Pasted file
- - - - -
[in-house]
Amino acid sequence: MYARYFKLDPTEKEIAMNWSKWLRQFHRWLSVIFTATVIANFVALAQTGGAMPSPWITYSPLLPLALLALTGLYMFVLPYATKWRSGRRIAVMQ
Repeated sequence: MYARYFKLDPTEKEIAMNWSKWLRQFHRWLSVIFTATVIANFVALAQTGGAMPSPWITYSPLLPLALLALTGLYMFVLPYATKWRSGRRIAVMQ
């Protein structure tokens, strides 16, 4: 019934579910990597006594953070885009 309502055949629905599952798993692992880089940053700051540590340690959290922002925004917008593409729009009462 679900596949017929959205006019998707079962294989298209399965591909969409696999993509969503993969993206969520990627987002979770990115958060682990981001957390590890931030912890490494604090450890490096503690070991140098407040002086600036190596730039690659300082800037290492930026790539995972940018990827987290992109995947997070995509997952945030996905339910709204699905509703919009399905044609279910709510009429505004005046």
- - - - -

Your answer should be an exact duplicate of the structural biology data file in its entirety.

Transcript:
[in-house]
Amino acid sequence: MYARYFKLDPTEKEIAMNWSKWLRQFHRWLSVIFTATVIANFVALAQTGGAMPSPWITYSPLLPLALLALTGLYMFVLPYATKWRSGRRIAVMQ
Repeated sequence: MYARYFKLDPTEKEIAMNWSKWLRQFHRWLSVIFTATVIANFVALAQTGGAMPSPWITYSPLLPLALLALTGLYMFVLPYATKWRSGRRIAVMQ
């Protein structure tokens, strides 16, 4: 019934579910990597006594953070885009 309502055949629905599952798993692992880089940053700051540590340690959290922002925004917008593409729009009462 679900596949017929959205006019998707079962294989298209399965591909969409696999993509969503993969993206969520990627987002979770990115958060682990981001957390590890931030912890490494604090450890490096503690070991140098407040002086600036190596730039690659300082800037290492930026790539995972940018990827987290992109995947997070995509997952945030996905339910709204699905509703919009399905044609279910709510009429505004005046």